Perspective and Connection

As part of a “let’s do a fun thing every day of the Easter weekend”, my partner and I decided to do a walk on Easter Monday. The process started with getting our walking poles ready and me packing my backpack with books, shoes and other weighty items, about 9 kgs worth, for me to carry as part of my training for walking on the Camino de Santiago in Spain later in the year.

The walk turned out to be long, around 5 hours and interesting, covering varied outer terrain of parks and suburbs and inner terrain of thoughts, feelings and sensations. I found two aspects of the walk particularly fascinating; firstly, the opportunity being on foot presented for being a stranger in my own “back yard”, being able to see and experience “my world” through very different eyes. Probably, my strongest felt sense of this difference was our lunch stop in 4th Ave, Linden, which involved us sitting on the side of the road on a ledge outside a shop, and which lunch consisted of a coke and a pie for my partner and a coke and a cheese roll with chips for me because the only money we had was R50 I had in my pocket.

And sitting there, I got a very different view, by virtue of looking at the world from another vantage point. It was interesting to notice things that that were different from what I’d normally notice – a tattoo on a leg, a tattoo on an arm, and curiously watching the tattooed couple with two small dogs walking past with a DVD and returning with a large packet of Omo washing powder, which seemed like an interesting thing to be buying at 15h00 on a public holiday afternoon. Also, hearing a snippet of a conversation between two domestic workers, one a Zimbabwean, about what her work entailed and how she felt about it.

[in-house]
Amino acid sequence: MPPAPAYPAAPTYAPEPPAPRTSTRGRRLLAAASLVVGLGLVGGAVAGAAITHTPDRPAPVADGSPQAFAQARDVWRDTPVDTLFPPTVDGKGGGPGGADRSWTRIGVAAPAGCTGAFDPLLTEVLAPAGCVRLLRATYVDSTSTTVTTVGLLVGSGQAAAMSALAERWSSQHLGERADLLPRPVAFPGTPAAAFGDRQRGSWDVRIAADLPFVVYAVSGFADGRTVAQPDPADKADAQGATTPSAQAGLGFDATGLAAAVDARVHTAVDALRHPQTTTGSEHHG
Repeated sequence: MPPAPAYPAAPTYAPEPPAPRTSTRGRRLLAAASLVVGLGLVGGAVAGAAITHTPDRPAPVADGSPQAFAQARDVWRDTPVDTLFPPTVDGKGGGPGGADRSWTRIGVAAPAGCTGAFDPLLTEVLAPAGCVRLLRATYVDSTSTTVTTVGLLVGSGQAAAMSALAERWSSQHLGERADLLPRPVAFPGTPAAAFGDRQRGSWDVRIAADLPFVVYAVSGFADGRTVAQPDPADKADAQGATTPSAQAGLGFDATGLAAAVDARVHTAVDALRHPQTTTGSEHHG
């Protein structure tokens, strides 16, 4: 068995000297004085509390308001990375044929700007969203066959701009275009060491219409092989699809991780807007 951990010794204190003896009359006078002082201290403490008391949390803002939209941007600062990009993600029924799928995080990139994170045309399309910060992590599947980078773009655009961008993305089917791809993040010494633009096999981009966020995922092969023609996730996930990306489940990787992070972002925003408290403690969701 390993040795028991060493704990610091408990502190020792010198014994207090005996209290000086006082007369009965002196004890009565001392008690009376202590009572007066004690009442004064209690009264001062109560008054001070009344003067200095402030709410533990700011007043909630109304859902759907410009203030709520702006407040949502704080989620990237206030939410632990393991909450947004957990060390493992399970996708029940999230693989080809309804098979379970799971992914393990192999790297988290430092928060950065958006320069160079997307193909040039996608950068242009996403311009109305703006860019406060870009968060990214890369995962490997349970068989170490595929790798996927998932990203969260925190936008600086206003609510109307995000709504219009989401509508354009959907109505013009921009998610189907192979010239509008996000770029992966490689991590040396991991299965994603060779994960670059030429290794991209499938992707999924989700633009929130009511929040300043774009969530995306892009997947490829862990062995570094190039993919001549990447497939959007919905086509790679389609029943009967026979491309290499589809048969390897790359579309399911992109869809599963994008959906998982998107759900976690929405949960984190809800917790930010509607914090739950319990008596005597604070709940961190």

What struck me later when back “on the road”, was that it was not only about me observing the world from a different perspective, but also about being observed by others and I wondered about how my position as the observer in that particular setting might have led to my being observed in a different way – from a place of curiosity with questions of: “why are you sitting there eating chips and drinking coke, what’s with the backpack with the South African flag, what are the sticks for?” What was very noticeable to me at a feeling level, was a complete lack of judgment from the observers, despite the fact that with my sticks and backpack, I was somewhat out of their frame of reference.

The other aspect of the walk which I found so fascinating was the sense of connection I felt to people I passed along the way. I experienced a warm and gentle interconnectedness with others who were walking and it struck my partner and I how much more open we felt and how able we were to connect with others by virtue of being on foot. From behind the “safety” and detachment of our closed car windows, how can we really see or connect with the human being standing outside? On the street, you’re walking close to someone, literally crossing paths, making eye contact and you are part of the community of pedestrians, a community which just “is” and pays no mind to race or rank. And, within this community, there is a sense of acceptance and belonging and an absence of judgment.

So, what I take from my walk is how a different perspective can open new possibilities for interacting with our “old” world as well as quietly enable broader and deeper connection.

And I leave with you, the following questions to ponder upon…..

  • What did I look at from a different perspective today?
  • What enabled me to step into that (different) perspective? / What did I let go of that enabled me to step into this perspective?
  • What impact did acting from this perspective have on me and my connection with others?
  • How did someone see me differently today?
  • What about me made that possible?
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